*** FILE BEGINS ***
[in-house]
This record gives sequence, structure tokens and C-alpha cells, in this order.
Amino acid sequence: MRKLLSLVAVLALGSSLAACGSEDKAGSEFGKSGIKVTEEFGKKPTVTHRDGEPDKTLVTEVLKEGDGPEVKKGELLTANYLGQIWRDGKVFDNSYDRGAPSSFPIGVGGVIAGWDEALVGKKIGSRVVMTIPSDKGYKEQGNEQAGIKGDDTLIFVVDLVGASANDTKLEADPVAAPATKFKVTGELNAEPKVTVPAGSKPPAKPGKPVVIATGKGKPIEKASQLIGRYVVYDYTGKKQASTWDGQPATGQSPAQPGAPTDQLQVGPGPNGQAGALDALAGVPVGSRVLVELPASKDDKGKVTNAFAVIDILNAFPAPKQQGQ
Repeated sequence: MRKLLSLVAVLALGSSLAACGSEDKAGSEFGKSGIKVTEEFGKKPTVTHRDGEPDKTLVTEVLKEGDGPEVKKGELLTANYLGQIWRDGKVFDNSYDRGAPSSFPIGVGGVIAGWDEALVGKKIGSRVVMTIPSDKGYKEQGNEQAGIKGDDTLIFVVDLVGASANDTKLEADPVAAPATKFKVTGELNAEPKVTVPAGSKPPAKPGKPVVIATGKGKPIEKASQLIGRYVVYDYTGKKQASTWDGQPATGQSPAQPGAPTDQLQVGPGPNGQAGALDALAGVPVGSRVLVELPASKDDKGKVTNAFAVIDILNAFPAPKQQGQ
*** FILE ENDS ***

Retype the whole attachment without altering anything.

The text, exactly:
[in-house]
This record gives sequence, structure tokens and C-alpha cells, in this order.
Amino acid sequence: MRKLLSLVAVLALGSSLAACGSEDKAGSEFGKSGIKVTEEFGKKPTVTHRDGEPDKTLVTEVLKEGDGPEVKKGELLTANYLGQIWRDGKVFDNSYDRGAPSSFPIGVGGVIAGWDEALVGKKIGSRVVMTIPSDKGYKEQGNEQAGIKGDDTLIFVVDLVGASANDTKLEADPVAAPATKFKVTGELNAEPKVTVPAGSKPPAKPGKPVVIATGKGKPIEKASQLIGRYVVYDYTGKKQASTWDGQPATGQSPAQPGAPTDQLQVGPGPNGQAGALDALAGVPVGSRVLVELPASKDDKGKVTNAFAVIDILNAFPAPKQQGQ
Repeated sequence: MRKLLSLVAVLALGSSLAACGSEDKAGSEFGKSGIKVTEEFGKKPTVTHRDGEPDKTLVTEVLKEGDGPEVKKGELLTANYLGQIWRDGKVFDNSYDRGAPSSFPIGVGGVIAGWDEALVGKKIGSRVVMTIPSDKGYKEQGNEQAGIKGDDTLIFVVDLVGASANDTKLEADPVAAPATKFKVTGELNAEPKVTVPAGSKPPAKPGKPVVIATGKGKPIEKASQLIGRYVVYDYTGKKQASTWDGQPATGQSPAQPGAPTDQLQVGPGPNGQAGALDALAGVPVGSRVLVELPASKDDKGKVTNAFAVIDILNAFPAPKQQGQ